Red imported fire ants detected in South Murwillumbah - businesses and residents within 5 km radius are restricted with movement of carrier material. Report sightings online or call 1800 680 244.
An artist impression of Murwillumbah Station. Register to attend a Community Conversation in Murwillumbah on 7 November to get a sneak peek of what the Tweed leg of the Northern Rivers Rail Trail will look like.
Residents are invited to attend a Community Conversation to get a sneak peek of what the Tweed leg of the Northern Rivers Rail Trail will look like when it opens in early 2023.
First conceived almost 10 years ago, anticipation is building for the Northern Rivers Rail Trail now that glimpses of the trail have become visible to road-users on Tweed Valley Way as construction continues along the rail corridor.
People of the Tweed will get a clearer picture of what the Rail Trail will look like following the release of the official Construction Plan for the 24 km attraction which runs from Murwillumbah to Wooyung.
The newly-released Construction Plan provides local businesses and residents with an insight into the infrastructure that will be delivered by family-owned construction company, Hazel Bros, as part of their contract to provide a functional trail.
In addition, an Optional Construction Works Plan includes proposals for future works that may be considered, subject to funding.
Project Director Iain Lonsdale said the 2 plans were created in parallel to be clear about what is being constructed, and to guide the best use of any funds in reserve.
“We are on track to transform the former scenic rail corridor into the region’s newest must-do experience for visitors and locals,” Mr Lonsdale said.
“We hope the trail will support our local economy to thrive and help to generate sustainable economic opportunities to support the Tweed’s long-term future.
“Residents and businesses in villages along the trail route are already getting involved and preparing to make the most of the opportunity to build a vibrant, active community.
“This is a wonderful community asset, and it is important to us that the Tweed community has the opportunity to contribute to creating a rail trail we can all be proud of.”
Tweed residents are encouraged to attend a Community Conversation on 7 November in Murwillumbah to learn what will be delivered prior to the trail opening and contribute their thoughts about potential future works to consider.
The 24 km Tweed section of the rail trail will feature the heritage-listed Murwillumbah Railway Station, 18 historic railway bridges, 2 tunnels and stunning scenic landscapes of the world heritage-listed Tweed caldera.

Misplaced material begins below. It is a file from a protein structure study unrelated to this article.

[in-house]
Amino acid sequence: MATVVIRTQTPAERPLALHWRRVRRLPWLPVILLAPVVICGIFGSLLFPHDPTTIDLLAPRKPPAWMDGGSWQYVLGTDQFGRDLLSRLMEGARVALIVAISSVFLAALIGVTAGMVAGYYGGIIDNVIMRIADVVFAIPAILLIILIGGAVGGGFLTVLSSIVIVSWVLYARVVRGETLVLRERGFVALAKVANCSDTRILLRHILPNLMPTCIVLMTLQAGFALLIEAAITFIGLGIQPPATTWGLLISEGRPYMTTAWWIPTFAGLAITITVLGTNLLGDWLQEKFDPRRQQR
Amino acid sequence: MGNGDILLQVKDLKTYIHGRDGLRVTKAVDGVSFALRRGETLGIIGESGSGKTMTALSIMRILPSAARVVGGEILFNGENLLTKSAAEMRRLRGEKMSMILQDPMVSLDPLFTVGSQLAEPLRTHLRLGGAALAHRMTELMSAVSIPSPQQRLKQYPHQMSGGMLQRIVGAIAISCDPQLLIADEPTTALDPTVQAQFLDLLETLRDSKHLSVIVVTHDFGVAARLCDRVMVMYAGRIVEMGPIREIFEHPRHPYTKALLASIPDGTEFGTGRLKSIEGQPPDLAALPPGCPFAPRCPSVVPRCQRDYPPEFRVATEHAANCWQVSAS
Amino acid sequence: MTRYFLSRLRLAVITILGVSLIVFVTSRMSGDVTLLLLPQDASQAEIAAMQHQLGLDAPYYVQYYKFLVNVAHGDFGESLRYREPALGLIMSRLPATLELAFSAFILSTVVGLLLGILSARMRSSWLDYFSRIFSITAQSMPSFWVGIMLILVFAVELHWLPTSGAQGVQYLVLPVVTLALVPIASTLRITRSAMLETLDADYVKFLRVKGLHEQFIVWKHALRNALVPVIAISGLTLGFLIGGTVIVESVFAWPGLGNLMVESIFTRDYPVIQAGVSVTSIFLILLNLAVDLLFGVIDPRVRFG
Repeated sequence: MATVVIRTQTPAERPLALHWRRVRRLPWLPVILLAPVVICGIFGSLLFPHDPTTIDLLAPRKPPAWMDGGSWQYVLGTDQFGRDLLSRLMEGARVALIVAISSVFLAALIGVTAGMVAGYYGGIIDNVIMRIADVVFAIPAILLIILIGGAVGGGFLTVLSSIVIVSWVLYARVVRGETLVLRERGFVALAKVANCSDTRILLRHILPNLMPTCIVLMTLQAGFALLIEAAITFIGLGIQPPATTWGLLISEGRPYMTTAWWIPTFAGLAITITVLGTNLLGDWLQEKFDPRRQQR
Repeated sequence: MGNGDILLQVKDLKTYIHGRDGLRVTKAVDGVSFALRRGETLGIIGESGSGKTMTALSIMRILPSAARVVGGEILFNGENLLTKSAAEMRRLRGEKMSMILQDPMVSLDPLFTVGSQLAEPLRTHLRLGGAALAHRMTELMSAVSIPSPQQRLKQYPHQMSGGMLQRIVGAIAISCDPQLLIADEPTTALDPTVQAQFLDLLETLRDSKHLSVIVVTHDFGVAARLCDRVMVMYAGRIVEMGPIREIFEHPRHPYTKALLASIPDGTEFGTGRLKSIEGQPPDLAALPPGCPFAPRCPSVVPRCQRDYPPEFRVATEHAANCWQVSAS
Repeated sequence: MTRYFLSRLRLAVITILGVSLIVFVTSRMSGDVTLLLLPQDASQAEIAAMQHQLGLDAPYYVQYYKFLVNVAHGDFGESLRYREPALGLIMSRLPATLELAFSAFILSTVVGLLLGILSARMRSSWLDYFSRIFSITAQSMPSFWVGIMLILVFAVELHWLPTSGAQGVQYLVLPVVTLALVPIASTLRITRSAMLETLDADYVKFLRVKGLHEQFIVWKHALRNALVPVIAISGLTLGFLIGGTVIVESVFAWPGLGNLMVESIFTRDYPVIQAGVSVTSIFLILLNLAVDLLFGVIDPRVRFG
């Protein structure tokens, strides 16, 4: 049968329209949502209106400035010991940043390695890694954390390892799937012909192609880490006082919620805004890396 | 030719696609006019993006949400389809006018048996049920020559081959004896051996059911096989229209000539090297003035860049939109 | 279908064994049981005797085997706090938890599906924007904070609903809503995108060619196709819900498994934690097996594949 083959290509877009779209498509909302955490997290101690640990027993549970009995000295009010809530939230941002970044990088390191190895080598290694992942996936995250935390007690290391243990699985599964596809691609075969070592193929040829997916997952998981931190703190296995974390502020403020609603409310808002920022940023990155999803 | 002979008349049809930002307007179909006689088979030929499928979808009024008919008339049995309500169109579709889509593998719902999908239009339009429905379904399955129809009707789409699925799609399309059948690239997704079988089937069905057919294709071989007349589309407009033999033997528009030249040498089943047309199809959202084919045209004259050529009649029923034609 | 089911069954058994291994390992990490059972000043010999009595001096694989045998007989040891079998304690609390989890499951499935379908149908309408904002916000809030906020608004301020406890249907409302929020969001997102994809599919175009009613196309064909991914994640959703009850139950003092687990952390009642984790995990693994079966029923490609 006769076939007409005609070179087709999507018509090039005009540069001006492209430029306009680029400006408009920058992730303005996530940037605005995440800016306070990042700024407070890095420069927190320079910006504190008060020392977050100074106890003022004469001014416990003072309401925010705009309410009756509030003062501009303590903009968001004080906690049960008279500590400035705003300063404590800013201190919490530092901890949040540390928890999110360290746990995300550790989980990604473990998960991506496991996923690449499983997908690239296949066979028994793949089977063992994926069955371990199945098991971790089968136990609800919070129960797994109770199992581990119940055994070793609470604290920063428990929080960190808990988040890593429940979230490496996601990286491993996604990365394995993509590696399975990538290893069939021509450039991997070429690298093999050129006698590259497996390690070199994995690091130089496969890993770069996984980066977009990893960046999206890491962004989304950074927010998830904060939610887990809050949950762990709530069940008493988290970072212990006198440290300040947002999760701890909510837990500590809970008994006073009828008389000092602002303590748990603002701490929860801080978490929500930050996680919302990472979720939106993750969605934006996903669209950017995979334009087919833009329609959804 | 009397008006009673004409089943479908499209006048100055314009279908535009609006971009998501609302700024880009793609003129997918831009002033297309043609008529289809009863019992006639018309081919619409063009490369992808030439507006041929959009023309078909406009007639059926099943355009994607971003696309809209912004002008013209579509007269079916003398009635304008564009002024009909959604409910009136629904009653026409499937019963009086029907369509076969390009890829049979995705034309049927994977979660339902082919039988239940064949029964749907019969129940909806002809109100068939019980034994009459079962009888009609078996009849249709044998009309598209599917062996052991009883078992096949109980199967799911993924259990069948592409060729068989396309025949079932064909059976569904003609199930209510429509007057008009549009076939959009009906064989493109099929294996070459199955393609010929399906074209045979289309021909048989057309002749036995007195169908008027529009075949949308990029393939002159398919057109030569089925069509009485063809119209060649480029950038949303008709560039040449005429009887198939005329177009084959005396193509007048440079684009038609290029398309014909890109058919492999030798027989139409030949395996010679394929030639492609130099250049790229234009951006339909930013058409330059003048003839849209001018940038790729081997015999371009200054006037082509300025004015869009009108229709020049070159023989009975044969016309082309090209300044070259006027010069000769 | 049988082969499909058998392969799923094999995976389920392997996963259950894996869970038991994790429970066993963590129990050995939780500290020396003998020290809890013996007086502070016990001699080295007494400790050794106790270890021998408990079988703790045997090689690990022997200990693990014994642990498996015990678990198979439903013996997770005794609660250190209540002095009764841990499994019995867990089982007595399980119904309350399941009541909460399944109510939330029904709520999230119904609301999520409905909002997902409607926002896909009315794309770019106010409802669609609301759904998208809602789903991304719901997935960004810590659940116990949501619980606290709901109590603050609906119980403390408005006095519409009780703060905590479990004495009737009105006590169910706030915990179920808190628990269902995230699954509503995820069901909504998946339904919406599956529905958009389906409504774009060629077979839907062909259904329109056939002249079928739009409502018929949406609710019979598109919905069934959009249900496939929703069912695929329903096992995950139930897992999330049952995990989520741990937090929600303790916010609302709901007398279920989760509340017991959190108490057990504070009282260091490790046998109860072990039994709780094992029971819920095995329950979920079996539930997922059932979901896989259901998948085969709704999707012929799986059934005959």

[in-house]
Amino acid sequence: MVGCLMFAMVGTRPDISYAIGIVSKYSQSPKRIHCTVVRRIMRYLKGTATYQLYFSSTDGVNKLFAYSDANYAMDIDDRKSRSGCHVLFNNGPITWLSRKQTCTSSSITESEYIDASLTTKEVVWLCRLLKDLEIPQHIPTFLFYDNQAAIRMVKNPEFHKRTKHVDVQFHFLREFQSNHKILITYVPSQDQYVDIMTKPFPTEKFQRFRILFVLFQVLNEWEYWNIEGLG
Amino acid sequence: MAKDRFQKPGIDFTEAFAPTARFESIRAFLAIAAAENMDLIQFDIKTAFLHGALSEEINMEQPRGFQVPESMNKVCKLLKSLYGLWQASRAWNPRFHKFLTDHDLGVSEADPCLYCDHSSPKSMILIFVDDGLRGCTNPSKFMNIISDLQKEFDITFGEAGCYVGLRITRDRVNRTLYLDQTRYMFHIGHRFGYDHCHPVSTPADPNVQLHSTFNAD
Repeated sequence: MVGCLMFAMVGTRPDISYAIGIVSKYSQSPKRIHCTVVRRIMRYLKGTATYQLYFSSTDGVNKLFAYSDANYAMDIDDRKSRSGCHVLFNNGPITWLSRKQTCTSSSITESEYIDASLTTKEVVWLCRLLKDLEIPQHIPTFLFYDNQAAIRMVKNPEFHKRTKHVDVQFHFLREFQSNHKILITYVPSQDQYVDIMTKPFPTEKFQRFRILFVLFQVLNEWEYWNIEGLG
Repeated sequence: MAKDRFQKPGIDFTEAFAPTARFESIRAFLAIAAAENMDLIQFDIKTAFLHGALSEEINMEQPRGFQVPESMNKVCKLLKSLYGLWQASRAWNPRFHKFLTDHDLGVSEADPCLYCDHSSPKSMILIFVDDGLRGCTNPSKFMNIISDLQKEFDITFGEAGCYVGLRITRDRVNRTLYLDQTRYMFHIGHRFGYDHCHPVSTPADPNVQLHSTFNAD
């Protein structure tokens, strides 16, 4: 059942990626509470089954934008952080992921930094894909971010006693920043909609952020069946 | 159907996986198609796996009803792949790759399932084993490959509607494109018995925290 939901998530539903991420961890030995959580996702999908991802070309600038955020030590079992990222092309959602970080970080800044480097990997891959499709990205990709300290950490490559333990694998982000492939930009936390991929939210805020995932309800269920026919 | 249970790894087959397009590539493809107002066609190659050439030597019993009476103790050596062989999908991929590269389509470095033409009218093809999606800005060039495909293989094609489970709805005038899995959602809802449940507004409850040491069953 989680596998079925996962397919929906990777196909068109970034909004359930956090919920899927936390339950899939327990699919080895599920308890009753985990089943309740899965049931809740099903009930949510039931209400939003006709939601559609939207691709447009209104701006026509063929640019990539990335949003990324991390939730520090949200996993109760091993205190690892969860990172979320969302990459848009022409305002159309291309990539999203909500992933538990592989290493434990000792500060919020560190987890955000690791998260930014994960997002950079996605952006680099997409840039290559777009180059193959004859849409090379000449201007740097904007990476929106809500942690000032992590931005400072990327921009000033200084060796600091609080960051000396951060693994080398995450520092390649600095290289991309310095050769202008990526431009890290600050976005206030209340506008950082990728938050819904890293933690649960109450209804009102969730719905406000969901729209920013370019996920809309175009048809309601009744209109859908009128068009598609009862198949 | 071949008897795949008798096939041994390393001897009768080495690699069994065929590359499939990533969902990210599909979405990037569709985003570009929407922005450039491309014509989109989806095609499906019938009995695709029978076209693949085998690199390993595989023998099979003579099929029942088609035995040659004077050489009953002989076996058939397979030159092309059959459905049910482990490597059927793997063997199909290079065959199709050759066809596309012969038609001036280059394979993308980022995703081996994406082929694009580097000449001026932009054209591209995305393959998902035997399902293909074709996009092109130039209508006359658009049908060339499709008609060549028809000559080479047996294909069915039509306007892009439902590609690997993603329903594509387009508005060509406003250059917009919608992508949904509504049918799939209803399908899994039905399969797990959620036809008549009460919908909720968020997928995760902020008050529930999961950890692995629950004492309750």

The trail will travel from Murwillumbah through Stokers Siding, Burringbar, Mooball and Crabbes Creek before terminating at the Tweed Shire’s southern-most boundary at Wooyung. It will provide a safe, off-road active transport route for residents and visitors.
Eventually, it is envisaged the new shared user path will connect the Tweed Valley with Byron Shire, Lismore and Casino. To be delivered in 4 stages, the 132 km trail is expected to draw thousands of visitors each year to explore and discover the natural beauty and history of the Northern Rivers.
Lismore City Council has secured funding for the 16.3 km South Lismore to Bentley section and work is underway to secure funds for the 15.5 km between Eltham and South Lismore. The 13.4 km stretch between Casino and Bentley in the Richmond Valley is fully funded and is due to open in 2023.
To view the plans and register to attend the Community Conversation, visit yoursaytweed.com.au/railtrail.
Work is underway to convert the old rail corridor in the Tweed into a new trail for recreational users.
Photo 1: Artist impression of Murwillumbah stationl
Caption: An artist impression of Murwillumbah Station. Register to attend a Community Conversation in Murwillumbah on 7 November to get a sneak peek of what the Tweed leg of the Northern Rivers Rail Trail will look like.
Photo 2: Rail Trail gravel surface
Caption: Work is underway to convert the old rail corridor in the Tweed into a new trail for recreational users.
Connection to Council’s Community Strategic Plan:
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Call 02 6670 2136 or email for all media or interview requests.